30 Foods You Probably Didn’t Even Know You Could Freeze
Every savvy shopper knows you should buy in bulk when food items are on sale and find ways to preserve them until needed. While canning, pickling, and dehydrating foods all have their uses and merits, there is a much simpler way to preserve many foods, even prepared foods, for a rainy day. Simply put, pop them in the freezer!
While that seems like a no-brainer for some things, I had no idea until recently just how many foods could be frozen and refreshed. Following is a breakdown of 31 money and time-saving food storage solutions:
Pancakes, Waffles, & French Toast
The next time you whip up a huge batch of any of these breakfast breads, freeze the extras on a cookie sheet and then simply put them in a freezer bag. They can easily be reheated in a microwave, toaster, or toaster oven for quick and delicious breakfasts.
The next time you cook a big batch of rice, spread the extra on a cookie sheet covered with freezer paper and freeze. When the rice is frozen, just put it in containers or freezer bags for quick and easy rice for your next casserole, soup, or side dish. This is an especially nice time-savor for brown rice that can take a long time to cook.
Place your favorite meat in a freezer bag, add marinade, and freeze. Voila! When you are ready to use, just thaw the meat which will be fully marinated and ready to cook.
Freezing is a great way to preserve corn on the cob. Without removing the silk or husk, just pop ears of corn straight into the freezer. When you’d like fresh corn on the cob, just pop it into the microwave the same way. For a single cob, just cook 4 minutes on high or up that to 5 minutes for two ears. The silk and husk will naturally trap steam and help the corn cook as fresh as the day it was picked!
Whole blocks of cheese can be frozen without becoming crumbly if you allow them to thaw completely before refrigerating. Shredded cheese can also be frozen and won’t be clumpy upon thawing if you simply shake in a spoonful of cornstarch or flour before freezing.
Try oven-roasting Roma tomatoes with a drizzle of olive oil, some fresh herbs, and garlic at 224 degrees for about 4-5 hours. Allow them to cool then transfer to freezer bags for tasty additions to your next chili or homemade tomato sauces.
The next time you make pasta, feel free to cook the whole package and freeze leftovers for use in soups and casseroles. Just put cooked pasta in a bag and squeeze out excess air. To reheat simply run under hot water for a few minutes.
Flour and Other Grains
You can control insect activity by freezing flour and grains for long-term storage. Just freeze for a few days before putting in the cupboard. You can also store grains in the freezer, but for best results, you should double wrap the bags to limit condensation and the soaking up of other smells within the freezer.
Fresh made (or purchased) pesto can be frozen conveniently in ice cube trays. Once frozen, take the cubes out and pop them in a freezer bag for a neat and convenient portion of pesto the next time you want some.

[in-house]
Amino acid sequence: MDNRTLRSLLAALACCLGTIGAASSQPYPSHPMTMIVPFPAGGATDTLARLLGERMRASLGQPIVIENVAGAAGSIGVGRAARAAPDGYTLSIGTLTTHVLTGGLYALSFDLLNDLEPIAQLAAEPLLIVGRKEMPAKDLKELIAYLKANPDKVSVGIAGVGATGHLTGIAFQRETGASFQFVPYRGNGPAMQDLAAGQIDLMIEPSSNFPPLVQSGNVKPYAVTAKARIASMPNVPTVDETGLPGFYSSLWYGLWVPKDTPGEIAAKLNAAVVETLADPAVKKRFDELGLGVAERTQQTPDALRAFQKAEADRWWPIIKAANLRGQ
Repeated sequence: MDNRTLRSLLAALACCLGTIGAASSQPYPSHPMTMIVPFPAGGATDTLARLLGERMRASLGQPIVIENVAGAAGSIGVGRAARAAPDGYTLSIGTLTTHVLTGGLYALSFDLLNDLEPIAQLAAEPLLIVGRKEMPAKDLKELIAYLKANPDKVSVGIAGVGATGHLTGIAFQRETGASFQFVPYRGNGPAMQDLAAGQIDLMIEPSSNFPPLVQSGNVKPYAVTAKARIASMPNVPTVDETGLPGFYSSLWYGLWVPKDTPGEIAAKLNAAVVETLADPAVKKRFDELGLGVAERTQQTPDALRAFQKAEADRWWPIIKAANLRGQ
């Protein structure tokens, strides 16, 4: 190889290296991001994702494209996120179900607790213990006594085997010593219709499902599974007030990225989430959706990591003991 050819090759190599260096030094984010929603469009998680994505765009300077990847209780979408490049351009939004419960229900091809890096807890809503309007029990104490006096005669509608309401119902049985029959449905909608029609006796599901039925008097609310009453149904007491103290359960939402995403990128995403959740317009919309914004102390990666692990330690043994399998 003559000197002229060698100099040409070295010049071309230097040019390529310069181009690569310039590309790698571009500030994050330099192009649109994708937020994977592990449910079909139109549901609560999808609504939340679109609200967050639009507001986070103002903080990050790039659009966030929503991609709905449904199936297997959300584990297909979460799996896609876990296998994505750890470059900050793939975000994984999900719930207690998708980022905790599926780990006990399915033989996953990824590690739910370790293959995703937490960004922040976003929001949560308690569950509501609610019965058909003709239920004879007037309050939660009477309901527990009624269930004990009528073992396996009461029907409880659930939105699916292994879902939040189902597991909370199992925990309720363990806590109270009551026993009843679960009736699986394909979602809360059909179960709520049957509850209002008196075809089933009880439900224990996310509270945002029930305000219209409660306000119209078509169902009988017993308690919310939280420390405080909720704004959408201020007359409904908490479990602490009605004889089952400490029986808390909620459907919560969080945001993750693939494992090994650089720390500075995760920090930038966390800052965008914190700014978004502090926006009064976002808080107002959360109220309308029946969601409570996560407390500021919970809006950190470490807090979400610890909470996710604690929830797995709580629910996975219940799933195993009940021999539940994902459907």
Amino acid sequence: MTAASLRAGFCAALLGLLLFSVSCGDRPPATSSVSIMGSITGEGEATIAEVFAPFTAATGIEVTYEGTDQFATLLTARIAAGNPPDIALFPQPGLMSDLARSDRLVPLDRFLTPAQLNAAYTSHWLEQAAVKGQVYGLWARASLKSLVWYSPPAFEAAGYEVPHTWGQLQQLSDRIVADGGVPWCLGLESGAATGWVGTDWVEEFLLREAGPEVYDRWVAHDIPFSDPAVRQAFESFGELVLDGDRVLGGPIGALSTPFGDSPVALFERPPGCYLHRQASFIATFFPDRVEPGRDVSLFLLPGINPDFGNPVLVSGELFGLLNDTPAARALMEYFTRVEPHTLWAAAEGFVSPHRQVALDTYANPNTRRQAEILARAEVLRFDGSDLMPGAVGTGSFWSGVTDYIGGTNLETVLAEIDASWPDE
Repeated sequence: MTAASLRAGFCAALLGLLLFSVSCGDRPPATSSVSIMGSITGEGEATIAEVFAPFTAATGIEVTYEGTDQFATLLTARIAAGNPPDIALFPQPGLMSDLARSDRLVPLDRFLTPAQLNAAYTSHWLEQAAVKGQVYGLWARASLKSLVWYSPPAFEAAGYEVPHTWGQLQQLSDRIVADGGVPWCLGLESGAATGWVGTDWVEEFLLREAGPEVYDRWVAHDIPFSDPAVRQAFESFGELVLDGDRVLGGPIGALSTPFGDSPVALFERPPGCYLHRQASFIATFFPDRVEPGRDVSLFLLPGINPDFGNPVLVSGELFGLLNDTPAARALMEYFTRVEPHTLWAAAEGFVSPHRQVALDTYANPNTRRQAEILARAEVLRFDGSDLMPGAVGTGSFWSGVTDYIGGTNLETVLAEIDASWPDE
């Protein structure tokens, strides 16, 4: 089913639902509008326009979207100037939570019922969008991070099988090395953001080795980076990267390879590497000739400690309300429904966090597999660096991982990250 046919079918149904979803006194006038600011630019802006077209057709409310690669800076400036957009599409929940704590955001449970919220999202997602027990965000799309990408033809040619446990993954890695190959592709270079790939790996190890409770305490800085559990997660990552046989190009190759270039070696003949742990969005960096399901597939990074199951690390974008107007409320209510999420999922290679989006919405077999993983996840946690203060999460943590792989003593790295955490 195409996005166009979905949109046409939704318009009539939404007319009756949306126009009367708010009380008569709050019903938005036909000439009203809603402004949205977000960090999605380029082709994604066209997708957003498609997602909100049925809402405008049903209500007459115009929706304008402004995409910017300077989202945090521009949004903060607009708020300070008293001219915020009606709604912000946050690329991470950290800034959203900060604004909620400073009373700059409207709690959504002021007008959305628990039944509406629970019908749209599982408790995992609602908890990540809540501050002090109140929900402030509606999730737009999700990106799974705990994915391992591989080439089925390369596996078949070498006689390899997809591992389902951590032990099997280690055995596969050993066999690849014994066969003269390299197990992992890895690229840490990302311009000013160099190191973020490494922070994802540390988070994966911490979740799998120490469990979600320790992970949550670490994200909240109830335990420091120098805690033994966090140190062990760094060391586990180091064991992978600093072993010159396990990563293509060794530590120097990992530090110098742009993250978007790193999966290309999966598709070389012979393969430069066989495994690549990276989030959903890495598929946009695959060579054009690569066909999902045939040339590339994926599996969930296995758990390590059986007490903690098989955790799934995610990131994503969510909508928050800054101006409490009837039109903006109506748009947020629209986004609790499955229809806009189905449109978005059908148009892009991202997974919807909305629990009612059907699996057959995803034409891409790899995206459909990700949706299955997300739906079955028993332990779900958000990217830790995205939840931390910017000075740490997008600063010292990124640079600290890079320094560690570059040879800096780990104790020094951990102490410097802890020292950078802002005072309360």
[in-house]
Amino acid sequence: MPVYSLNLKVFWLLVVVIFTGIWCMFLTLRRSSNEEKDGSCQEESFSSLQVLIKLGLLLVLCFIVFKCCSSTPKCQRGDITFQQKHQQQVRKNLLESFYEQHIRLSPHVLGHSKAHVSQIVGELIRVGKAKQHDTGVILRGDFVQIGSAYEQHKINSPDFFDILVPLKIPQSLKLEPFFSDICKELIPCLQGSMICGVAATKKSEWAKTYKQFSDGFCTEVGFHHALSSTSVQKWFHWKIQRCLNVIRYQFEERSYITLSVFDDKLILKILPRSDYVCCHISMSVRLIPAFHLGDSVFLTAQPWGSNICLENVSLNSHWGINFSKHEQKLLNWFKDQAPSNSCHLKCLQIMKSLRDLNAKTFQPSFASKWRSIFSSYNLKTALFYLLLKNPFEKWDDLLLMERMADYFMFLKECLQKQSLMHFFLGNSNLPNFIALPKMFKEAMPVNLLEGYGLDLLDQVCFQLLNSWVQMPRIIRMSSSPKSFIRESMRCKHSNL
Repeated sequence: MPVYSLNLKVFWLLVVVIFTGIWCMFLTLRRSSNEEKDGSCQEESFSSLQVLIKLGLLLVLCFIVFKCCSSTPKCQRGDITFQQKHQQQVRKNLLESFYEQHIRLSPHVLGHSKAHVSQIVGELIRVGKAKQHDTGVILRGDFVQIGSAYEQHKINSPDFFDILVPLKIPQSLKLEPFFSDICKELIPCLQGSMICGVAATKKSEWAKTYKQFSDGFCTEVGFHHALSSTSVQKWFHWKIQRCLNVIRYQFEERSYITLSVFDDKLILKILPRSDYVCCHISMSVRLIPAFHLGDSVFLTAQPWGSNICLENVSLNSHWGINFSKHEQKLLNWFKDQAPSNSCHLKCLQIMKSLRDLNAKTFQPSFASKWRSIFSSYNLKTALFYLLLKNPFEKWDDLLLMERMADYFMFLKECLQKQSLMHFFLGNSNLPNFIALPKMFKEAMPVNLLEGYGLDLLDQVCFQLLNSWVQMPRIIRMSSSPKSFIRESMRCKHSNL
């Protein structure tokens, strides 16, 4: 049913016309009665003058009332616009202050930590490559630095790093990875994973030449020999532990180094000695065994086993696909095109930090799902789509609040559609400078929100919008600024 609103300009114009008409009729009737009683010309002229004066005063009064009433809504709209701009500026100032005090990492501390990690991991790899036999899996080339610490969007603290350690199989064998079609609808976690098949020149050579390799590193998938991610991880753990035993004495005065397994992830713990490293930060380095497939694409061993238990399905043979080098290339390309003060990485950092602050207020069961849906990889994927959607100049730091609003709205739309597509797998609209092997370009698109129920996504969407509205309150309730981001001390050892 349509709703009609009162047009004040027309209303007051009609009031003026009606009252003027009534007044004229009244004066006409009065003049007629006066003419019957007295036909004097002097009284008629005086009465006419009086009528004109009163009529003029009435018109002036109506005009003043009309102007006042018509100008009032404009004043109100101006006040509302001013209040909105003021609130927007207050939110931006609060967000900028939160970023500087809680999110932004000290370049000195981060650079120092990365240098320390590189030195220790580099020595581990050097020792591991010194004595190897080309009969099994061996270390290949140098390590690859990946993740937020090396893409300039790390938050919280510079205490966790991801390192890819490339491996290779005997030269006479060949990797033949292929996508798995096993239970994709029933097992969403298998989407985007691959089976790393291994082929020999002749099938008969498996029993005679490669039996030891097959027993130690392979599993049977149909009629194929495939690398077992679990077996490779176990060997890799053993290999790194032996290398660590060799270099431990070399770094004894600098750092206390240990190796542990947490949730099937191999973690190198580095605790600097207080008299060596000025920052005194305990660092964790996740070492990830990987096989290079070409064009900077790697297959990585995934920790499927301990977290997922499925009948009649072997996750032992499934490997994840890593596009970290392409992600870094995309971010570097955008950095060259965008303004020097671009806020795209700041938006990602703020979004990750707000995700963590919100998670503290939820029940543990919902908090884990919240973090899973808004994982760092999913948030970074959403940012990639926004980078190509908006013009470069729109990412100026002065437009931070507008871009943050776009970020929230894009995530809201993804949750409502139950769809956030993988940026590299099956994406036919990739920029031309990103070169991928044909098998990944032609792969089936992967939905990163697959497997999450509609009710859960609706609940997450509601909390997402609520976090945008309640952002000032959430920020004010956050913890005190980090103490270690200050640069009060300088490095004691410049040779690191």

You can save extra mashed potatoes for 2 months or more by simply scooping them onto a cookie sheet lined with parchment paper. Freeze until hard then transfer into a freezer bag.
The best way to freeze fruit is by first spreading them out on a cookie sheet covered with freezer paper and freezing them before bagging. That way the fruits will remain frozen individually and will be easier to remove the amount you next need. This method works great for apple wedges, peaches, pears, bananas, chunks of melon, pretty much any kind of fruit.
To preserve whole bananas for baking, simply freeze them with the skin on, and when needed for a recipe, just pull out what you need, microwave for a few seconds, then cut off the top and squeeze the contents into your mixing bowl.
Make an extra big batch of dough the next time you’re baking cookies. Spoon the extra dough onto a lined cookie sheet and freeze. When solid, put the dough balls into a freezer bag so the next time you want cookies all you have to do is put the balls on a sheet and bake. They will just need an extra minute or two of cook time compared to fresh dough.
Soups and Chili
Leftover soup and chili should be cooled and then transferred to a freezer-friendly container. Leave a little extra space at the top of the container to allow expansion during freezing. For best reheating results, move the container to the fridge to thaw the night before you want to use it, then reheat and enjoy!
Broth and Stock Mixes
By keeping a large empty freezer bag handy, you can preserve and utilize leftover veggie pieces like onion peels, celery stalks, carrot shavings, etc. When the bag starts getting full, use these trimmings to make up a fresh batch of vegetable stock which can also be frozen for future use.
Pan drippings and meat juices from cooking things like chicken can also be preserved in this way and make a wonderful additive to future soups and recipes.
If you love to bake pies in the fall, you can easily store extras to enjoy throughout the year! Just wrap them with freezer paper and put in a freezer bag until the next time you want a fresh pie. To reheat simply pop in a 200 degree oven for 2 hours.
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